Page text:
The intense love shared by two sisters is challenged by crises in Welch’s debut novel, set in St. Paul, Minnesota, and Ithaca, New York, during the mid-20th century.
Shannon and Eliza Malone, born less than 11 months apart, were inseparable as children. The younger sibling, 17-year-old Eliza, is taller and more scholastically successful, and she has a social confidence that Shannon wishes she could emulate. Their mother, Nell, has always been more attentive to Eliza; meanwhile, Eliza “wished she could intervene and overwhelm Shannon with the security she craved but never got from the very same mother.” The girls have different dreams for their futures, but their devotion to each other is total. Then, in August 1946, Shannon contracts tuberculosis and is hospitalized for 10 months. Eliza begins seriously dating David Whitaker, a respectable young man, and in September, she enters her freshman year at a local college. One night, near the end of December, while the girls’ parents are at the hospital watching over Shannon, David’s war hero cousin, Patrick Whitaker, attacks Eliza and rapes her. She tells no one what happened, but the assault results in a pregnancy. Ashamed and traumatized, she still refuses to reveal the truth, even to Shannon. After the baby is born in October 1947, Eliza transfers to Cornell University, breaking off all contact with her family members. In skillful, straightforward prose, Welch sets her character-driven narrative against the backdrop of postwar societal changes. Along the way, she implicitly contrasts the more traditional St. Paul society with the nascent progressive movements in Ithaca. The addictive melodrama weaves a tale of secrets, misunderstandings, resentments, and squandered opportunities for reconciliation that keep the sisters apart for almost two decades. Shannon, the more creative of the two siblings, is a more fully drawn character than Eliza, and readers get to know her more intimately through her unmailed letters. A strangely ethereal epilogue offers a mostly satisfying conclusion, even if it leaves a few questions unanswered.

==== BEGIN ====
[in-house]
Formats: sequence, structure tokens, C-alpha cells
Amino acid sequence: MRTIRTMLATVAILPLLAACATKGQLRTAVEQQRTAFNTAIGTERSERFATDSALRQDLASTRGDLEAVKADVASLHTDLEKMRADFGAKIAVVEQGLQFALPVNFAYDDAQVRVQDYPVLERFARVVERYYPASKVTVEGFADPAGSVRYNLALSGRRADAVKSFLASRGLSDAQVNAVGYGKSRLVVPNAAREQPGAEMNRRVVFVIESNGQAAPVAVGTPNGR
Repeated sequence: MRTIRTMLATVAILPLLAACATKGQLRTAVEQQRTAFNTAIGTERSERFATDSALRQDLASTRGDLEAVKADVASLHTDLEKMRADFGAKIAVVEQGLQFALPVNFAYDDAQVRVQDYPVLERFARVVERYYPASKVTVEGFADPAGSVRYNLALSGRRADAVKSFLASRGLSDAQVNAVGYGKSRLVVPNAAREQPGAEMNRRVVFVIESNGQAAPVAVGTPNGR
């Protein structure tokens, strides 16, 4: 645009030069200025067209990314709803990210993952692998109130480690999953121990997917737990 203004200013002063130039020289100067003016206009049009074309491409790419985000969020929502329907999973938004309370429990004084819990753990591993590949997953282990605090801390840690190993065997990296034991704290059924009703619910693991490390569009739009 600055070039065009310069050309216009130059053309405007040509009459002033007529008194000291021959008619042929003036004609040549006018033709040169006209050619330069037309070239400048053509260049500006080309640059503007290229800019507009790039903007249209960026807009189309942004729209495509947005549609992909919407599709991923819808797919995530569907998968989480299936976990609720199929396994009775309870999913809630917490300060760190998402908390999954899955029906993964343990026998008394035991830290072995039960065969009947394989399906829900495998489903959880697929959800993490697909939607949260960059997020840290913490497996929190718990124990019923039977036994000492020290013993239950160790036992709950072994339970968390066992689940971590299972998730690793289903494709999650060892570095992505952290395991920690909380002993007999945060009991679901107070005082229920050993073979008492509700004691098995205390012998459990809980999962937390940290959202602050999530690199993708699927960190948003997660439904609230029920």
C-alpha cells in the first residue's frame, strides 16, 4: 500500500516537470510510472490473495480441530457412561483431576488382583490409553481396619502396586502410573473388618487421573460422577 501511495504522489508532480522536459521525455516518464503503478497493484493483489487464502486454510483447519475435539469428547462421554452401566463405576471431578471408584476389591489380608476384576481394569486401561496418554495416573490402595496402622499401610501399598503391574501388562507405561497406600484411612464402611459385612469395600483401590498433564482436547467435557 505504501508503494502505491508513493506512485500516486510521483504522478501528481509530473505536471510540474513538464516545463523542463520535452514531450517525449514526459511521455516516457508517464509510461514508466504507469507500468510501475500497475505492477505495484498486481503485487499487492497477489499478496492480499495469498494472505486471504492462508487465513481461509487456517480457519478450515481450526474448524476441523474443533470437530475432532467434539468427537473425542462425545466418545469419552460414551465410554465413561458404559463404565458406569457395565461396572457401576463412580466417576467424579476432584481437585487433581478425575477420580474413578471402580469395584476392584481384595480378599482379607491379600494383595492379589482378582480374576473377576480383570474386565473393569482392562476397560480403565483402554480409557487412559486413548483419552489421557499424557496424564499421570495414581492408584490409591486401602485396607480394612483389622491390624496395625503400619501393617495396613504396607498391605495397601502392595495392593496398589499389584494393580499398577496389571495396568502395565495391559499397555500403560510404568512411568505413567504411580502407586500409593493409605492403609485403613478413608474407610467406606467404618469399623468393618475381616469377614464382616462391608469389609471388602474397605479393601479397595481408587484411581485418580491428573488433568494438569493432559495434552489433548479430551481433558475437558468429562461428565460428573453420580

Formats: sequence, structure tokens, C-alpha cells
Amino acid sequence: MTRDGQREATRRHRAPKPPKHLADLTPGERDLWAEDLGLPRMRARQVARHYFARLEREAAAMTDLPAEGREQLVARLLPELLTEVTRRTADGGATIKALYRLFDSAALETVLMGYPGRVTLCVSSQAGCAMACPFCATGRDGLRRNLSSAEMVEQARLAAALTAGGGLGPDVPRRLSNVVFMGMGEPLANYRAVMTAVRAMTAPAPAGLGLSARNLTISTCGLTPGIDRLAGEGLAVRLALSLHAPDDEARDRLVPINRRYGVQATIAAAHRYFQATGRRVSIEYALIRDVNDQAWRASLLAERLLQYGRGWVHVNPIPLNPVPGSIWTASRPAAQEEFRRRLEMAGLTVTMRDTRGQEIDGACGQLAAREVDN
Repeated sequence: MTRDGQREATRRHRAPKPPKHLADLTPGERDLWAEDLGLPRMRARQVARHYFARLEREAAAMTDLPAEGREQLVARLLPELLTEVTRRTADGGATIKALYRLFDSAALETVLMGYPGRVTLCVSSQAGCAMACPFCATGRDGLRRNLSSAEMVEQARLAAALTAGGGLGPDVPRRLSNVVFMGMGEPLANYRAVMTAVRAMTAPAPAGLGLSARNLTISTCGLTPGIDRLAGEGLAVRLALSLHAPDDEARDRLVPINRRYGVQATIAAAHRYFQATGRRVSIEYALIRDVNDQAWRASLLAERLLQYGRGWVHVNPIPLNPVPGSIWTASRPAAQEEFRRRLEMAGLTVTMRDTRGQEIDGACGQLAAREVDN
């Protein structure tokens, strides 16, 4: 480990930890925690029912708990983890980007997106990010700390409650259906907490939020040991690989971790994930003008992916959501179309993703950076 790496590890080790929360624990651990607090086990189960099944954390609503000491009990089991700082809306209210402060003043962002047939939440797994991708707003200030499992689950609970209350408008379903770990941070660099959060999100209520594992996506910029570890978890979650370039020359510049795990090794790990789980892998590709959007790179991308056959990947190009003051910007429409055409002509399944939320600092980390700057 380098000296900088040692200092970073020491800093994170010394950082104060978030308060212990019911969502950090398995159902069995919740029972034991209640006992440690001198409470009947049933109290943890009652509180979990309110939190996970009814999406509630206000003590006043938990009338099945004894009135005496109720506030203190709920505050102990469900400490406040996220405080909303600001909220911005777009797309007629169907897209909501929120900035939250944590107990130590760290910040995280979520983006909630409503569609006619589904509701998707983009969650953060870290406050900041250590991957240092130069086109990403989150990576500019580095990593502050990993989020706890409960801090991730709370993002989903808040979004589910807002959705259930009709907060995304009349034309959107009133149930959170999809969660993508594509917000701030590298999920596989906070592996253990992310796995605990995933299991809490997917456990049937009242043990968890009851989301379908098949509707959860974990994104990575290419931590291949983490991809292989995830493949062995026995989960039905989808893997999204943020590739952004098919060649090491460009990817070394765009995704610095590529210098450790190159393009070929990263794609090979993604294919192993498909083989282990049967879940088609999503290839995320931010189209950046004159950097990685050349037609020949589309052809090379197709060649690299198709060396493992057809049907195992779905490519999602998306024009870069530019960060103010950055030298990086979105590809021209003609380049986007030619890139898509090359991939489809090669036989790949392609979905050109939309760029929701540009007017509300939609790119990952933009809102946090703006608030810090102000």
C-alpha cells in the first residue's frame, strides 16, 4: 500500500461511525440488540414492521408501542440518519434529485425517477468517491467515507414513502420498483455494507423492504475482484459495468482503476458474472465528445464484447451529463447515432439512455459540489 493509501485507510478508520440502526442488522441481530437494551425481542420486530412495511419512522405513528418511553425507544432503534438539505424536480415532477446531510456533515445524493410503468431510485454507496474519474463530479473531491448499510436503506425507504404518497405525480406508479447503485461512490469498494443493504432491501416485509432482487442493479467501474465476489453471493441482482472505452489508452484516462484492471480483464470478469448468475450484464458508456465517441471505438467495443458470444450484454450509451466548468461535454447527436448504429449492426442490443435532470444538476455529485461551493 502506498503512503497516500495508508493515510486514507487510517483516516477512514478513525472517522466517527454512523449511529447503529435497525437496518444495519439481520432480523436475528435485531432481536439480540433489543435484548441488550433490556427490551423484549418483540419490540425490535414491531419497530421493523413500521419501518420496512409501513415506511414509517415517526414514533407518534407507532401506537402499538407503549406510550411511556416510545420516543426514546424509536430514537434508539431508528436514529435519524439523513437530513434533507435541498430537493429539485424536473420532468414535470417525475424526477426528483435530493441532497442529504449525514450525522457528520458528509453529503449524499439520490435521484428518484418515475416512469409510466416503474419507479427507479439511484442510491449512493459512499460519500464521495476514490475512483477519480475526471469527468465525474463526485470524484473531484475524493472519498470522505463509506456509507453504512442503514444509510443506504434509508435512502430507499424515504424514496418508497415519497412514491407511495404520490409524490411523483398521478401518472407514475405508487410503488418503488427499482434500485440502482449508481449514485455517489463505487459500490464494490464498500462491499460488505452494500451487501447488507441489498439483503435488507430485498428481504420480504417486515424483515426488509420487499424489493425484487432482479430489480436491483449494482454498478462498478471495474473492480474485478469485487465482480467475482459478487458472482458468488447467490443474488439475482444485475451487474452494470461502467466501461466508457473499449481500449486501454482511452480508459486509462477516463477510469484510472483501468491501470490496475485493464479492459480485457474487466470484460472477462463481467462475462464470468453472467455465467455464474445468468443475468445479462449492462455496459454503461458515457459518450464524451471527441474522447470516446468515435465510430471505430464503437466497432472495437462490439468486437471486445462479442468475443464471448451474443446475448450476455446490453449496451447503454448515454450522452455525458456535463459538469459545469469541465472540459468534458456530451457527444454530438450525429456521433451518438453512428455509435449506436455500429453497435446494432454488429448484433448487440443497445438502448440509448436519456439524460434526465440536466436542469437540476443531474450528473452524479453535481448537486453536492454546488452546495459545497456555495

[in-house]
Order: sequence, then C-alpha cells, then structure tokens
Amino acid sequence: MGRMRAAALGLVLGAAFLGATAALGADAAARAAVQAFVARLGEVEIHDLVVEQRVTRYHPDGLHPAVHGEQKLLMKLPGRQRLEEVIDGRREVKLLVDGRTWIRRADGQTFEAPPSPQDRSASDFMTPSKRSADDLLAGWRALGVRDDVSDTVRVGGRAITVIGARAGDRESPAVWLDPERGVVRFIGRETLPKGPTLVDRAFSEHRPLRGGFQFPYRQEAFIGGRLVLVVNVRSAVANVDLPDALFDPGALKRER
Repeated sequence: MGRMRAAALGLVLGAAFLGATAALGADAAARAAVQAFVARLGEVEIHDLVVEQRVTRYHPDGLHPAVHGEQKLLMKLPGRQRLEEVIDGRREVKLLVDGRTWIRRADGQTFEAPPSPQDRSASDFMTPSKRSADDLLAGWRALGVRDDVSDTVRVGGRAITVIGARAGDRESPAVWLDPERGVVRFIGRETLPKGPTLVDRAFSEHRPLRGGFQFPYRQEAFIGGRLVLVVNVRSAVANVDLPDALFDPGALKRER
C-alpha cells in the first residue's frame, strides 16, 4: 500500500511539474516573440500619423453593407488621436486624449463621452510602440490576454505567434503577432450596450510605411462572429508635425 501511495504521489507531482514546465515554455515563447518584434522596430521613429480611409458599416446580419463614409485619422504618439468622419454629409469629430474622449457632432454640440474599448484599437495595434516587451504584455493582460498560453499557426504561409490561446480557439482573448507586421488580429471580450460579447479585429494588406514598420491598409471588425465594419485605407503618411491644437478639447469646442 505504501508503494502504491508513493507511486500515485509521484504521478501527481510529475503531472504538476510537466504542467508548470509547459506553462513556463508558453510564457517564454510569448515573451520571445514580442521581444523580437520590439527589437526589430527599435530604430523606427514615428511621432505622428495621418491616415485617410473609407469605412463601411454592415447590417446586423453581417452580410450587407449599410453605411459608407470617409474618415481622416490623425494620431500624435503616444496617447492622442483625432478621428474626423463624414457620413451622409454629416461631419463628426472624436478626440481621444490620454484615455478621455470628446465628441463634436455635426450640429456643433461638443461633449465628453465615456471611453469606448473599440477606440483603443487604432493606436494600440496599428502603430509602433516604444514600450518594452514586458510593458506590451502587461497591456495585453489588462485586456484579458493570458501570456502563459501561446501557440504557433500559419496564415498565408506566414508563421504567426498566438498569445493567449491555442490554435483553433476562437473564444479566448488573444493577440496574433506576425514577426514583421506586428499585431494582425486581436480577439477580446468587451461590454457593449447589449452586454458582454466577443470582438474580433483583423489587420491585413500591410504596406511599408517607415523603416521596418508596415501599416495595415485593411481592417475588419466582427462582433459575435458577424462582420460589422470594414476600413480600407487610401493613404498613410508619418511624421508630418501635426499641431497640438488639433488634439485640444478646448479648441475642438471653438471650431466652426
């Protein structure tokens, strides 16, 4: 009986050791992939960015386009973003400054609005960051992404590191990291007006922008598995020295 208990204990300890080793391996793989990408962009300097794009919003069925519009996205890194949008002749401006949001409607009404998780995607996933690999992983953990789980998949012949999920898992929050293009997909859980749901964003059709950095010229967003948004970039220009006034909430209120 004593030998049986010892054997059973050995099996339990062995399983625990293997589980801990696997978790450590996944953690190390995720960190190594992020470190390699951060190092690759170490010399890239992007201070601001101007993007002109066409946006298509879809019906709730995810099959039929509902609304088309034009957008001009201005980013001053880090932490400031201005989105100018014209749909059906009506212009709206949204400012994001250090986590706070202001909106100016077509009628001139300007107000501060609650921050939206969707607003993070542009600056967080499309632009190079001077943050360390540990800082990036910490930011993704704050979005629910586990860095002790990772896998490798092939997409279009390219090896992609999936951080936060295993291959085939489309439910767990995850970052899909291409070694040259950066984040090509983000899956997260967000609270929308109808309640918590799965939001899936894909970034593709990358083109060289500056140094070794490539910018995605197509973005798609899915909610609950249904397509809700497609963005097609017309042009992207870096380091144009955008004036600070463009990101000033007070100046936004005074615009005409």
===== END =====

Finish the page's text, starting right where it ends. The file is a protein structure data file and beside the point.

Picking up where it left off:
An engaging and poignant historical novel.